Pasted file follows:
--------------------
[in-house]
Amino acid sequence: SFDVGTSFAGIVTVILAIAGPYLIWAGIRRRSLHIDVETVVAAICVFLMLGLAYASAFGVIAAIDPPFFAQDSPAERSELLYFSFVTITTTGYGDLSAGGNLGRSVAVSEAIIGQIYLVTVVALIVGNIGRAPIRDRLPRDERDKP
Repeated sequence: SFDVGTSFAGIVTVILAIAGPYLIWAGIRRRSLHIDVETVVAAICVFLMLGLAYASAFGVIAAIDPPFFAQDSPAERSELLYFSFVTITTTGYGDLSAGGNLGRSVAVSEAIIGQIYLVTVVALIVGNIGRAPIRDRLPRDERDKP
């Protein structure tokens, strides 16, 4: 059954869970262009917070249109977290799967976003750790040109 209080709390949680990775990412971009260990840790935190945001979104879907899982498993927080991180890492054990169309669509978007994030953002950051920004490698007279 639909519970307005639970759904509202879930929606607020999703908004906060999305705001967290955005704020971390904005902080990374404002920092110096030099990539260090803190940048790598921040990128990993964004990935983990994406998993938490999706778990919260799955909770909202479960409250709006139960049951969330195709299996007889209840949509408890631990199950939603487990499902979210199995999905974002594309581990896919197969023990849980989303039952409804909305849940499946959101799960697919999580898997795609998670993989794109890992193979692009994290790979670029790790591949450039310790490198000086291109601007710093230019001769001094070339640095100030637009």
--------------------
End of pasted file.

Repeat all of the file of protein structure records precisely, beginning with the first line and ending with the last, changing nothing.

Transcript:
[in-house]
Amino acid sequence: SFDVGTSFAGIVTVILAIAGPYLIWAGIRRRSLHIDVETVVAAICVFLMLGLAYASAFGVIAAIDPPFFAQDSPAERSELLYFSFVTITTTGYGDLSAGGNLGRSVAVSEAIIGQIYLVTVVALIVGNIGRAPIRDRLPRDERDKP
Repeated sequence: SFDVGTSFAGIVTVILAIAGPYLIWAGIRRRSLHIDVETVVAAICVFLMLGLAYASAFGVIAAIDPPFFAQDSPAERSELLYFSFVTITTTGYGDLSAGGNLGRSVAVSEAIIGQIYLVTVVALIVGNIGRAPIRDRLPRDERDKP
């Protein structure tokens, strides 16, 4: 059954869970262009917070249109977290799967976003750790040109 209080709390949680990775990412971009260990840790935190945001979104879907899982498993927080991180890492054990169309669509978007994030953002950051920004490698007279 639909519970307005639970759904509202879930929606607020999703908004906060999305705001967290955005704020971390904005902080990374404002920092110096030099990539260090803190940048790598921040990128990993964004990935983990994406998993938490999706778990919260799955909770909202479960409250709006139960049951969330195709299996007889209840949509408890631990199950939603487990499902979210199995999905974002594309581990896919197969023990849980989303039952409804909305849940499946959101799960697919999580898997795609998670993989794109890992193979692009994290790979670029790790591949450039310790490198000086291109601007710093230019001769001094070339640095100030637009």